Old U.S. Highway 67

Highway 67 was one of the original highways included when the Arkansas State Highway System was formed in 1923; it was also one of the first Arkansas highways to be integrated as part of the U.S. highway system in 1925. By the late 1920s, Highway 67 was in need of serious improvement. The Arkansas State Highway commission began a major effort to upgrade and improve Arkansas’s major highways, including Highway 67, through the 1930s. Five sections of the highway and one rest area from this period, as well as a bridge and a rest area, have been listed on the National Register of Historic Places. The route of the highway followed that of the Southwest Trail of the early 1800s, …

Old U.S. Highway 71

Originally constructed over several years in the 1920s and 1930s, U.S. Route 71 began serving as a major thoroughfare in western Arkansas. Bypassed by new construction between the 1950s and 1980s, what is now referred to as Old U.S. Route 71 has six sections listed on the National Register of Historic Places. Each section listed on the register continues to carry local traffic in the twenty-first century, which is a testament to the sturdiness of the construction. The various sections of the road were constructed in a similar manner. Made of Bates-type concrete, the road surface includes tan stone mixed with concrete and laid over a wire frame. The road includes nine-foot-wide lanes that are separated by a four-and-a-half-inch-wide gap …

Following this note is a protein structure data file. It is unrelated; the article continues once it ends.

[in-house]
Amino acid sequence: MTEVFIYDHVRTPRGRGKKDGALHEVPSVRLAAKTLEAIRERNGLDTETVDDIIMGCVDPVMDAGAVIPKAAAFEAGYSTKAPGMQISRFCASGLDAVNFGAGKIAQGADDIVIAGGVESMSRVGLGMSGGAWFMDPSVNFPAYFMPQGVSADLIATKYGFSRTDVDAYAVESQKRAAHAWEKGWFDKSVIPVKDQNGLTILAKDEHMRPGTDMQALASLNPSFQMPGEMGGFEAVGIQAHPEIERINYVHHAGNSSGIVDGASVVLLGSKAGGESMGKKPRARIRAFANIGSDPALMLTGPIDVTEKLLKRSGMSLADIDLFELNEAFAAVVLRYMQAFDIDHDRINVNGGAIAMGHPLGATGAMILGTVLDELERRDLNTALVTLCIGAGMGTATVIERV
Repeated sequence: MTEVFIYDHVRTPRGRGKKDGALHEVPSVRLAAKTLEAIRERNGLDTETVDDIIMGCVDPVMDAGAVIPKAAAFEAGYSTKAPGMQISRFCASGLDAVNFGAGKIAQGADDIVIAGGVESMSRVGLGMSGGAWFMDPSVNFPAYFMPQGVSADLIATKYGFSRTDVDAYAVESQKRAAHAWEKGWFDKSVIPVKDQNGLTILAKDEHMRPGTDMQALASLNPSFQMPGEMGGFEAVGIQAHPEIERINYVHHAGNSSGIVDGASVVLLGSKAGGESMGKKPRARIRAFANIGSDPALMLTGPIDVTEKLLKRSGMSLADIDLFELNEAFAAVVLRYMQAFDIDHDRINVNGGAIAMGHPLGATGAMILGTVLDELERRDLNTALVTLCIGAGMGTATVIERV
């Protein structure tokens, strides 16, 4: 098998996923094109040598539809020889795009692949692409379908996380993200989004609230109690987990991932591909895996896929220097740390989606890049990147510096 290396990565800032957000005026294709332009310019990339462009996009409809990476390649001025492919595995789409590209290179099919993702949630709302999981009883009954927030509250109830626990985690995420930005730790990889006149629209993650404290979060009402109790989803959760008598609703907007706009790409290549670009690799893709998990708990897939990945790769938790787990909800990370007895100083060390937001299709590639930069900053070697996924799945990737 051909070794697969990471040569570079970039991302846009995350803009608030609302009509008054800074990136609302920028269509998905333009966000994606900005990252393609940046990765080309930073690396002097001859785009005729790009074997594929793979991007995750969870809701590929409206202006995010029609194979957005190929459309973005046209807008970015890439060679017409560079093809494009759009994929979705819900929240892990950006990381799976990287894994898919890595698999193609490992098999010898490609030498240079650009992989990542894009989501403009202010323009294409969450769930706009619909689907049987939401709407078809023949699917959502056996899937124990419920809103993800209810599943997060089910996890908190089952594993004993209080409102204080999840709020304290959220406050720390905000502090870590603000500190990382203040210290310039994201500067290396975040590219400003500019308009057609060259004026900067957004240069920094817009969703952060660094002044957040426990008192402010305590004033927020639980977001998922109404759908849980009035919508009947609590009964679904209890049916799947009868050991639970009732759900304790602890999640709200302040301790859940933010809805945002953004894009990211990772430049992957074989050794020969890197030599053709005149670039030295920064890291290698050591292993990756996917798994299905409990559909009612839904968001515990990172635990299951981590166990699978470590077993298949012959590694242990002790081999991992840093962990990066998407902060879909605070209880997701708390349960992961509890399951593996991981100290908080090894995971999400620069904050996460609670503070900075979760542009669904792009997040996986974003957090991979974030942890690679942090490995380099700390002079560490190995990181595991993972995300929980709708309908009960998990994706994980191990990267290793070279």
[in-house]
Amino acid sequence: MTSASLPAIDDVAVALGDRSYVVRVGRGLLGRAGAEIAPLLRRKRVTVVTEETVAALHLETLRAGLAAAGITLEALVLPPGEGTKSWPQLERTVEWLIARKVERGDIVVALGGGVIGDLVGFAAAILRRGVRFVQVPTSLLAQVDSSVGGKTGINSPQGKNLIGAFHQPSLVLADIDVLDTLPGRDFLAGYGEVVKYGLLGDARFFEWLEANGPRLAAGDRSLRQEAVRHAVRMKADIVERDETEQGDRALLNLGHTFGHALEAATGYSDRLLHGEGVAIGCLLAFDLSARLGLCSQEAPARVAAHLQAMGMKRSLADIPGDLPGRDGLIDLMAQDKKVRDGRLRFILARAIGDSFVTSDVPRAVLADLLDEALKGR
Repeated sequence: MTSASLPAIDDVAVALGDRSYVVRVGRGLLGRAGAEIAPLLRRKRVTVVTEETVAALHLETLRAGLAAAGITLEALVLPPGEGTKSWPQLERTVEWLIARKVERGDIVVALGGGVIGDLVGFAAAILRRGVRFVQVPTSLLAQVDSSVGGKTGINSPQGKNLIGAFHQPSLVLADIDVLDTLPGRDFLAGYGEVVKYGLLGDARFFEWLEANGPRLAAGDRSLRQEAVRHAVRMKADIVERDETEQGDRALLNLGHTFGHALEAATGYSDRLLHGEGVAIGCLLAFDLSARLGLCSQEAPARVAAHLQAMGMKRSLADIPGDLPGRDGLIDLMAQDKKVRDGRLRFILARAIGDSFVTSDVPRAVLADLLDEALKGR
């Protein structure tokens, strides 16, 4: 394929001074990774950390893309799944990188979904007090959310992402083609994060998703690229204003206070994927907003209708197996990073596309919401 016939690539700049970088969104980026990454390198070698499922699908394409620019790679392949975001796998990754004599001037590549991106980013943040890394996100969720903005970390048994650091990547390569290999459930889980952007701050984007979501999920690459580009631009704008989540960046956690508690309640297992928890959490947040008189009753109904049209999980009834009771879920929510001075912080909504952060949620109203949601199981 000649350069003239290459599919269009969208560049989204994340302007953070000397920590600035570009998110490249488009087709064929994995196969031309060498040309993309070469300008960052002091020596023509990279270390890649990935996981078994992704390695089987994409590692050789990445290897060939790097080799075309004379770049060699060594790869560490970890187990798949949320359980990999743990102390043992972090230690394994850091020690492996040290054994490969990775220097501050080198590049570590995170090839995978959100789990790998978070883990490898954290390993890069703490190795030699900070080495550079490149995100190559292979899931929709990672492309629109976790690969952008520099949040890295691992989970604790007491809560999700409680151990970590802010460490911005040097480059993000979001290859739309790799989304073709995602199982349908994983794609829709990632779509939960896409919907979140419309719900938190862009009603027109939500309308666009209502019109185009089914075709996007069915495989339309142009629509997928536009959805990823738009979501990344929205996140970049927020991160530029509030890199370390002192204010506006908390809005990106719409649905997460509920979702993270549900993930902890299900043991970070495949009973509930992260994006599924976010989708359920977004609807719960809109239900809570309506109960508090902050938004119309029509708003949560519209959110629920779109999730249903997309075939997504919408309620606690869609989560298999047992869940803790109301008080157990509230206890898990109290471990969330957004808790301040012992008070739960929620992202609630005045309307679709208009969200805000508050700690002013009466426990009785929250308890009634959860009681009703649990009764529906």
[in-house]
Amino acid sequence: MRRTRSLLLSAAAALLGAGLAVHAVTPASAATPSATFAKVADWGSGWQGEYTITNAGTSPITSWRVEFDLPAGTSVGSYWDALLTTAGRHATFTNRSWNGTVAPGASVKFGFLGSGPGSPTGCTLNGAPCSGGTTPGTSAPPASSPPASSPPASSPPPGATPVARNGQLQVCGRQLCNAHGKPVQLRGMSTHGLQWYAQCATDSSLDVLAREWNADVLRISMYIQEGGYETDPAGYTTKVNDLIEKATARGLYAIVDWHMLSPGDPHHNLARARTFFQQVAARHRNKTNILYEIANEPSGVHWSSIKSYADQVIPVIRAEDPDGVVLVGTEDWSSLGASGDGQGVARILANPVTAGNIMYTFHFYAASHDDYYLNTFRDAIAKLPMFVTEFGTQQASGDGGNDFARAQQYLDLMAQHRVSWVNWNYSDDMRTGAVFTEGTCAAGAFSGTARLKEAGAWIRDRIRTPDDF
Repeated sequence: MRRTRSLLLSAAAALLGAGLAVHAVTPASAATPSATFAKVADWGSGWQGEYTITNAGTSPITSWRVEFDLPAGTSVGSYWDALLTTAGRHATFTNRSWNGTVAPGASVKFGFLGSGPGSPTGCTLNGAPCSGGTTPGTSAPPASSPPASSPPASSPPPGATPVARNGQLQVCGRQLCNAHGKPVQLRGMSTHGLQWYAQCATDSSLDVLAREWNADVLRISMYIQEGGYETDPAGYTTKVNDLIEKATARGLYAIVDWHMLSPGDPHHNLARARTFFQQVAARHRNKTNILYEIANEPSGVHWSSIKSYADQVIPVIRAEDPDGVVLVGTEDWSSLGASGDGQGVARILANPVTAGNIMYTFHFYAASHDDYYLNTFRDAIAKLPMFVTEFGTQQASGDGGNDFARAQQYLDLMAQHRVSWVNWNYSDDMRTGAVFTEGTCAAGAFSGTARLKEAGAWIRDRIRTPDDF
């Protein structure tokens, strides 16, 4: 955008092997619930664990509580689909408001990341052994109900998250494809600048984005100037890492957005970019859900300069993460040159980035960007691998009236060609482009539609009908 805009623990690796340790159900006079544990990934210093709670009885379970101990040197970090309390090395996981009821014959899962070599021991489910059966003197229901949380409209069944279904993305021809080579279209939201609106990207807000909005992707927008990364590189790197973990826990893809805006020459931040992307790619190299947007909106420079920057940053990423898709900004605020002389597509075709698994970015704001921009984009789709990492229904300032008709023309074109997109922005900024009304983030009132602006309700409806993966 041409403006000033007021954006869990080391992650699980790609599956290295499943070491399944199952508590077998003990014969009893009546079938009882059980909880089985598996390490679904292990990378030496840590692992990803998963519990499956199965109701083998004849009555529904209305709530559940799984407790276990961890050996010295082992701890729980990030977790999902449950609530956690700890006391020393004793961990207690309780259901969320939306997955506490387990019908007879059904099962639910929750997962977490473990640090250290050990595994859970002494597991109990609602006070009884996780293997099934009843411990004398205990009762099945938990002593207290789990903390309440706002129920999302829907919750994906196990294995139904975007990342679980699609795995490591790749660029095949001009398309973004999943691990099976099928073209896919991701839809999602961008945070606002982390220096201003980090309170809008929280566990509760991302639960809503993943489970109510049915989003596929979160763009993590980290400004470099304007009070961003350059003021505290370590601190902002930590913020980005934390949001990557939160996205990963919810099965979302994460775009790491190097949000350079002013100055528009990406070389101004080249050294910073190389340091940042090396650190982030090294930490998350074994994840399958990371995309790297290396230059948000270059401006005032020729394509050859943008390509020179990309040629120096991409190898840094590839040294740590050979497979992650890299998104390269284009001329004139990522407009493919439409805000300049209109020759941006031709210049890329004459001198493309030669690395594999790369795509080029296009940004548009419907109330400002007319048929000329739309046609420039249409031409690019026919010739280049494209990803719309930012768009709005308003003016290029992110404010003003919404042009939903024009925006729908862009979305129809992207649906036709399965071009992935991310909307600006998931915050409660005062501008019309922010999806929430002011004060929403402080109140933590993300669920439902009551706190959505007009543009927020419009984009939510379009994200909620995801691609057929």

Pig Trail Scenic Byway

The “Pig Trail” is the name of a winding, mountainous byway between Fayetteville (Washington County) and Ozark (Franklin County), one used for decades by students from the University of Arkansas (UA) in Fayetteville and sports fans. A driver following the route travels on State Highway 16 southeast from Fayetteville just past Greasy Creek in Madison County to a junction called Brashears Switch, then turns right on the southbound State Highway 23 to Ozark and the intersection with U.S. Highway 64—some fifty-two miles. The Pig Trail Scenic Byway is a nineteen-mile stretch of this road located in the heart of the Boston Mountains, running through Ozark National Forest and over the Mulberry River. Today’s traveler is more likely to use the …

Railroads

In the mid-nineteenth century, the newly created state of Arkansas needed an efficient means of transportation to speed its development. Railroads were constructed in order to get goods to markets elsewhere and to bring in new technologies, as well as people to work in and populate the state. The construction of railroads had a significant impact on the state, creating towns where none had existed while all but eliminating others due to their lack of ready rail access. Many of the cities and towns in the state were named after prominent railroad executives who influenced, and in some cases were essential to, these communities’ development. While very little passenger service still exists, many of the same routes are used to …